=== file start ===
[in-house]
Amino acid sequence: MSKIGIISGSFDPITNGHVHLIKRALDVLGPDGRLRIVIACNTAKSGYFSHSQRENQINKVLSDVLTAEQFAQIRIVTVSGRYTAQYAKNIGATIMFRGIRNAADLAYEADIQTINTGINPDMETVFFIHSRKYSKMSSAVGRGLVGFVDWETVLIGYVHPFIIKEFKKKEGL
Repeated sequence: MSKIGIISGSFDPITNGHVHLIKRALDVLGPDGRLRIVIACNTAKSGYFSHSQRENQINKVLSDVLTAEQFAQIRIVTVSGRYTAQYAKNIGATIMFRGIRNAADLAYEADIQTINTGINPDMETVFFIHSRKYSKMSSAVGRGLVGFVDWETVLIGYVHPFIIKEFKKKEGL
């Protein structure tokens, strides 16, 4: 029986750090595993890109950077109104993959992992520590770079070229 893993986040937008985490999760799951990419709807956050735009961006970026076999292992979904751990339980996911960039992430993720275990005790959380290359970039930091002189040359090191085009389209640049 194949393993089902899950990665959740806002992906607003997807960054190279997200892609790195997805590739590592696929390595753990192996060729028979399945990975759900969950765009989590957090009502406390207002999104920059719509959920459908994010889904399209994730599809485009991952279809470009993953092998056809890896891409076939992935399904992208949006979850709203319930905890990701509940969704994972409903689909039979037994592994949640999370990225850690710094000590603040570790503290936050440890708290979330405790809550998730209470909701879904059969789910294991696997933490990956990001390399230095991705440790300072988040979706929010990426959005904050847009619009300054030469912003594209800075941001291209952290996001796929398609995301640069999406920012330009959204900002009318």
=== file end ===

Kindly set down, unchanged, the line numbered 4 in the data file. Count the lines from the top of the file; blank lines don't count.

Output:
């Protein structure tokens, strides 16, 4: 029986750090595993890109950077109104993959992992520590770079070229 893993986040937008985490999760799951990419709807956050735009961006970026076999292992979904751990339980996911960039992430993720275990005790959380290359970039930091002189040359090191085009389209640049 194949393993089902899950990665959740806002992906607003997807960054190279997200892609790195997805590739590592696929390595753990192996060729028979399945990975759900969950765009989590957090009502406390207002999104920059719509959920459908994010889904399209994730599809485009991952279809470009993953092998056809890896891409076939992935399904992208949006979850709203319930905890990701509940969704994972409903689909039979037994592994949640999370990225850690710094000590603040570790503290936050440890708290979330405790809550998730209470909701879904059969789910294991696997933490990956990001390399230095991705440790300072988040979706929010990426959005904050847009619009300054030469912003594209800075941001291209952290996001796929398609995301640069999406920012330009959204900002009318």